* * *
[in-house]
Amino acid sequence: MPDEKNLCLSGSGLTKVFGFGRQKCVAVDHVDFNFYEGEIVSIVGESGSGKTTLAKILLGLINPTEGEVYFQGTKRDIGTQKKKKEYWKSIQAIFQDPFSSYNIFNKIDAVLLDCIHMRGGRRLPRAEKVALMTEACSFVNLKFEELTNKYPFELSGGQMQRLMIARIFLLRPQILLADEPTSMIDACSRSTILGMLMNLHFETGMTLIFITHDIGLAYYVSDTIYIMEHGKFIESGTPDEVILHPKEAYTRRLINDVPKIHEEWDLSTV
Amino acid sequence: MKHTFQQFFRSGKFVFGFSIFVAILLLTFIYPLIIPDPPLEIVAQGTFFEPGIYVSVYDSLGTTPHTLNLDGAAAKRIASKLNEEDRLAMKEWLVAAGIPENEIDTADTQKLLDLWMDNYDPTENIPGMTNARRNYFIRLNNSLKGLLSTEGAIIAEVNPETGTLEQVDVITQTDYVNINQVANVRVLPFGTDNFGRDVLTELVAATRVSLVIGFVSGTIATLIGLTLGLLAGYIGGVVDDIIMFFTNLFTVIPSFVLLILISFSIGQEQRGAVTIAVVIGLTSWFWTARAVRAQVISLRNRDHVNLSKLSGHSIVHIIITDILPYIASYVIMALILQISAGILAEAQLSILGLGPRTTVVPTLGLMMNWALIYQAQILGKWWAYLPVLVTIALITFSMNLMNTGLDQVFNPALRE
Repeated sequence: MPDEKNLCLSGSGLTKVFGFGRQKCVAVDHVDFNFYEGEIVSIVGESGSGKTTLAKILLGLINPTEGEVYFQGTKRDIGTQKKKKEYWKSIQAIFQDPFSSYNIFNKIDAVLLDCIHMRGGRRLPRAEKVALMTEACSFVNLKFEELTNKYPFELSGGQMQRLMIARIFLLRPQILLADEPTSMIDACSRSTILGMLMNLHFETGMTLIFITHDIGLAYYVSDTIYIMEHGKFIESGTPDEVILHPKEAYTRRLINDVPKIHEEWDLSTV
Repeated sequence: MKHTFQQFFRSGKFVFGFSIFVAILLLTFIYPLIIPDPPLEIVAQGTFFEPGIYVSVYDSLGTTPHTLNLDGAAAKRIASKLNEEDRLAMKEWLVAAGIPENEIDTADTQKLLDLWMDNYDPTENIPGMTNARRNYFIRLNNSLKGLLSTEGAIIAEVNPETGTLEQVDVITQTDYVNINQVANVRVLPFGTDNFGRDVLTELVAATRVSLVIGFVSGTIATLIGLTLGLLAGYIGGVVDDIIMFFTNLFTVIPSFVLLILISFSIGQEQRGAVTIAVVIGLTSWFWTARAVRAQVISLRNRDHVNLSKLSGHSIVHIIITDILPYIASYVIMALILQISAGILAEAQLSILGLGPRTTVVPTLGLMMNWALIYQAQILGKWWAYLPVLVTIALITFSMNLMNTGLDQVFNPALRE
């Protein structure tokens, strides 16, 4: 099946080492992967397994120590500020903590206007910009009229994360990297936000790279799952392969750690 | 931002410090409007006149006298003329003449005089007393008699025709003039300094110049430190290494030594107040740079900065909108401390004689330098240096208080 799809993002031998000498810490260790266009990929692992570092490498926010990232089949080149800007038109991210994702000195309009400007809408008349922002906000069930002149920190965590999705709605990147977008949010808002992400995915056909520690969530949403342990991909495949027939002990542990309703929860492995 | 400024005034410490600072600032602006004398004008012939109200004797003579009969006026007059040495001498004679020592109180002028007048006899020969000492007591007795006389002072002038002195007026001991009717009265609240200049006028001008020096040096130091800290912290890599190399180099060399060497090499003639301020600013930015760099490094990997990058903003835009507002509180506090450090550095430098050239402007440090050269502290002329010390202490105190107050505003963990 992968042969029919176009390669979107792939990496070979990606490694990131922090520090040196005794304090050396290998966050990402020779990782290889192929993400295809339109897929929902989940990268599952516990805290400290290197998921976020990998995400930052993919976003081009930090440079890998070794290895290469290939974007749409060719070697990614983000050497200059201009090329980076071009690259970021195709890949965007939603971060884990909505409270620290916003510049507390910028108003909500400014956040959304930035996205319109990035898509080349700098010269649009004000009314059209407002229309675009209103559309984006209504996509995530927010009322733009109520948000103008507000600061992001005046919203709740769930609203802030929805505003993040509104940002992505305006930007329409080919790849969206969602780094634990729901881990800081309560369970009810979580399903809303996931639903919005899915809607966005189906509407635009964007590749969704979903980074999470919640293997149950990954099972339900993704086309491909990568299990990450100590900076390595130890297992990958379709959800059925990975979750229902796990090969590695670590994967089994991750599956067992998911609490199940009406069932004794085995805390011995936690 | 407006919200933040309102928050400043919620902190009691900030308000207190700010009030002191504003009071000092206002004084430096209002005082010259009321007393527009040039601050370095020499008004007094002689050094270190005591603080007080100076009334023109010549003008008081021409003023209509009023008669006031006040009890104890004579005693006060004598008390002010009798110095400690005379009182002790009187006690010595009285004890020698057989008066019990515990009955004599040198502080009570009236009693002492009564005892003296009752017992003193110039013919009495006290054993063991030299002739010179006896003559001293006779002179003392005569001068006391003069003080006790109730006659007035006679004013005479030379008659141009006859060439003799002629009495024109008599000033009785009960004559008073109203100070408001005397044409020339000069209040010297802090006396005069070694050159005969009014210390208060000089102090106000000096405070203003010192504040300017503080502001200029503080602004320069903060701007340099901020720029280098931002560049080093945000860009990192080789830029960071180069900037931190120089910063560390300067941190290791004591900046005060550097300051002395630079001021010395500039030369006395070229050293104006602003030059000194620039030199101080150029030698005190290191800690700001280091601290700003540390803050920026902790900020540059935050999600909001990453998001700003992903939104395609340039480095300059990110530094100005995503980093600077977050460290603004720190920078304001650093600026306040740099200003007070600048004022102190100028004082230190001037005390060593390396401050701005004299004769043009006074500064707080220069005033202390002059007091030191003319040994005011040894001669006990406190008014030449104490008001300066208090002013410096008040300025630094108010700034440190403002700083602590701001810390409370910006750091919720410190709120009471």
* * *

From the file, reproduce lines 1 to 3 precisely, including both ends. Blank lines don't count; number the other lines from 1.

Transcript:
[in-house]
Amino acid sequence: MPDEKNLCLSGSGLTKVFGFGRQKCVAVDHVDFNFYEGEIVSIVGESGSGKTTLAKILLGLINPTEGEVYFQGTKRDIGTQKKKKEYWKSIQAIFQDPFSSYNIFNKIDAVLLDCIHMRGGRRLPRAEKVALMTEACSFVNLKFEELTNKYPFELSGGQMQRLMIARIFLLRPQILLADEPTSMIDACSRSTILGMLMNLHFETGMTLIFITHDIGLAYYVSDTIYIMEHGKFIESGTPDEVILHPKEAYTRRLINDVPKIHEEWDLSTV
Amino acid sequence: MKHTFQQFFRSGKFVFGFSIFVAILLLTFIYPLIIPDPPLEIVAQGTFFEPGIYVSVYDSLGTTPHTLNLDGAAAKRIASKLNEEDRLAMKEWLVAAGIPENEIDTADTQKLLDLWMDNYDPTENIPGMTNARRNYFIRLNNSLKGLLSTEGAIIAEVNPETGTLEQVDVITQTDYVNINQVANVRVLPFGTDNFGRDVLTELVAATRVSLVIGFVSGTIATLIGLTLGLLAGYIGGVVDDIIMFFTNLFTVIPSFVLLILISFSIGQEQRGAVTIAVVIGLTSWFWTARAVRAQVISLRNRDHVNLSKLSGHSIVHIIITDILPYIASYVIMALILQISAGILAEAQLSILGLGPRTTVVPTLGLMMNWALIYQAQILGKWWAYLPVLVTIALITFSMNLMNTGLDQVFNPALRE